It’s all about asking the right questions at the system planning phase. Some typical questions that should be answered before determining which resolution to purchase include:

  • What are you trying to accomplish? Is merely detecting the presence of a person or vehicle sufficient, or do you want to know basic information such as whether an adult or child is present? Do you need to go further and recognize or identify a particular person or license plate?
  • What field of view (FOV) are you trying to cover? Is the camera monitoring a narrow or limited area, or is the camera there for wide-FOV situational awareness?
  • Does a fixed view from this camera meet the need, or does it need to pan/tilt/zoom to change views?
  • At what distance from the camera would like to be able to do these? Are there other possible mounting locations that can be considered?
  • What are the expected operating conditions, including lighting and environmental? Are there options to add additional lighting, for example?
  • What are the bandwidth capacities and limitations of the system infrastructure and how much bandwidth will each camera require at maximum frame rate?

These questions are just a starting point to help pinpoint what’s needed on a camera site-by-site basis. Skilled system designers are aware of these factors, and can help choose the best camera for each location and set of conditions and objectives. While the specifics of each situation will drive the correct answer, the industry does have some general rules of thumb that illustrate the pixel-count challenge.

For example, enhanced low-light performance may be needed to be able to capture acceptable images in low-light environments. Camera with true Wide Dynamic Range (WDR) imaging technology can capture detail from both bright and dark areas in a single scene. When supported by strong low-light and WDR performance, cameras with more megapixels provide the ability to zoom in with greater resolution and detail. Without these extreme lighting (or another modifier for “capabilities”) capabilities, a high pixel count alone will typically not provide the desired image detail, particularly in lower-light and in images with highly contrasted light and dark areas within the same scene.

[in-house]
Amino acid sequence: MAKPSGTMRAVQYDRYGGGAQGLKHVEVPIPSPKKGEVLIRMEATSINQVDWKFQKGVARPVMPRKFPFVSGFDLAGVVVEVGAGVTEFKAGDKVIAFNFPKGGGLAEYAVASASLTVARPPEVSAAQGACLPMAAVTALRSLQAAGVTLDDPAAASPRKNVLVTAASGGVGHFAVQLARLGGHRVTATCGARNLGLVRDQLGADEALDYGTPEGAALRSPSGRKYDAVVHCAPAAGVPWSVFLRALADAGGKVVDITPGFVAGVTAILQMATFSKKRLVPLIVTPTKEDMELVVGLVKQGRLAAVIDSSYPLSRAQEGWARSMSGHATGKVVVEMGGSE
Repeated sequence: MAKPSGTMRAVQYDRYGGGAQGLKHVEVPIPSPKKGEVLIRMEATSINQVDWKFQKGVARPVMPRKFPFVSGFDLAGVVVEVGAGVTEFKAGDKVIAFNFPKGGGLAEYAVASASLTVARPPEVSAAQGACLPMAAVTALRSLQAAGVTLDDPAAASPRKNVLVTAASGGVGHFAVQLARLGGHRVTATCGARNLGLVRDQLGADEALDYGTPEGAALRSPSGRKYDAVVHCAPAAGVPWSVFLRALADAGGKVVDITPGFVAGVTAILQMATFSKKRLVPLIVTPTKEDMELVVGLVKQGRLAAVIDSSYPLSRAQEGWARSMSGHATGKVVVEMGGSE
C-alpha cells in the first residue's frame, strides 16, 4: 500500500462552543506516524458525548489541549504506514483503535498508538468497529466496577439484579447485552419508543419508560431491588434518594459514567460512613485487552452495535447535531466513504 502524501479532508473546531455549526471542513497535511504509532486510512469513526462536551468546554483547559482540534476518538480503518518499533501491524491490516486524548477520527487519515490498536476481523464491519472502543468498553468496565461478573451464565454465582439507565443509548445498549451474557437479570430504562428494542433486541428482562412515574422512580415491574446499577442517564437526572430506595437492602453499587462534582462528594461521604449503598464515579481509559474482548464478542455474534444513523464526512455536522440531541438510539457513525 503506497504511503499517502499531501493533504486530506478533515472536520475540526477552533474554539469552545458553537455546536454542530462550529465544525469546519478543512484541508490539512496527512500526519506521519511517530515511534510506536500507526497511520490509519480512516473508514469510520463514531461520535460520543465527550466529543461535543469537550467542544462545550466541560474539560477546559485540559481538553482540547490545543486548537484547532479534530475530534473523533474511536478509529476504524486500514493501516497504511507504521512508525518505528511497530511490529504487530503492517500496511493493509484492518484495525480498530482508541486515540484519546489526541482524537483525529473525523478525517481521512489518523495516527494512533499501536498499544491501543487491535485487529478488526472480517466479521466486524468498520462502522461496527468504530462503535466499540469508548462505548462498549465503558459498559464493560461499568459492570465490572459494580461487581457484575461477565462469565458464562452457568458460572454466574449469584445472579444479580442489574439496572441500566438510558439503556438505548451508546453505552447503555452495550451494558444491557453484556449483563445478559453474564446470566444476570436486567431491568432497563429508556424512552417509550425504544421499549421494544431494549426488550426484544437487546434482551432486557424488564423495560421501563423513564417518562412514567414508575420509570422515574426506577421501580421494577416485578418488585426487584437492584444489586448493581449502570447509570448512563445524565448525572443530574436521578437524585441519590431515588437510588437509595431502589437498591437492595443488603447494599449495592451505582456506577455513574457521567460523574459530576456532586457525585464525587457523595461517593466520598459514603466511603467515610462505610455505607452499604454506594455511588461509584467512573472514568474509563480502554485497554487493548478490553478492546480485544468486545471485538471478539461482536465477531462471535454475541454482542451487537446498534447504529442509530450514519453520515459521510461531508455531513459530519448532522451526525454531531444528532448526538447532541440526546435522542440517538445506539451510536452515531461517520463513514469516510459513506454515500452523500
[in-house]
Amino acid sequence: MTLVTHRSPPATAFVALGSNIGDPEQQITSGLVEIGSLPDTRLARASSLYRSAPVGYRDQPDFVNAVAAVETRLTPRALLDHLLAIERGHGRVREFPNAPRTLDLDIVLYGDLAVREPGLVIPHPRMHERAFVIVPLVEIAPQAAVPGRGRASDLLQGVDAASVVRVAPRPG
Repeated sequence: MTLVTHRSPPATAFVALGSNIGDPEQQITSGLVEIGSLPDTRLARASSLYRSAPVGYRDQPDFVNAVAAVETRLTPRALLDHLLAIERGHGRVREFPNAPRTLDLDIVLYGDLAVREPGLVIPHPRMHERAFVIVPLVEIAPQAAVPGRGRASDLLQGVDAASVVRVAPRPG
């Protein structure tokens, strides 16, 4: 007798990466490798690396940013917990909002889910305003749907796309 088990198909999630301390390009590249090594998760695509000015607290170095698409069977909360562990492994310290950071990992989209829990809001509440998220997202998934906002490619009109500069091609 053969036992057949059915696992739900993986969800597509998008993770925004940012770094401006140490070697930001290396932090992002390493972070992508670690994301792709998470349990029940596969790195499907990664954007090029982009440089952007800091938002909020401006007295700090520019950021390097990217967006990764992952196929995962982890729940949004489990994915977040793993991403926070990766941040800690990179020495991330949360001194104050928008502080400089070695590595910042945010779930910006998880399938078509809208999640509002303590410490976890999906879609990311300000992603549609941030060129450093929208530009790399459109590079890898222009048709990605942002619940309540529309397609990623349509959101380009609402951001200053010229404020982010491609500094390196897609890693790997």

Another example might be when a designer might say 20 pixels/foot is sufficient for general surveillance applications. That means that after taking into account both the location of the camera, the distance and angles of view, and the resolution of the camera, that 20 pixels will be on the desired target for each 12 inches of target length. At that resolution, users will be able to see basic shapes and colors of cars, people’s clothing and other objects, but will not have enough detail for facial recognition or license plate identification. This is one reason why the objective of system is so important to choosing the correct resolution – 40 pixels/foot is generally the minimum resolution required for facial recognition and license plate identification. To achieve this level requires the camera to have four times the total pixels of the first case, if all other factors are held constant. To read clothing logos or decoration, even higher resolutions would be required.

As imaging technology continues to quickly advance with higher megapixel resolutions and more powerful processing driving enhanced features and capabilities, security professionals will have more options to achieve their imaging objectives. There simply is no simple answer to the question: “How many megapixels is enough?” By working with an experienced system designer, and by having a clear understanding of the surveillance objectives, physical conditions and budget limitations, security professionals can maximize the probability that their investment in a new or enhanced surveillance system will deliver what they want when they need it most.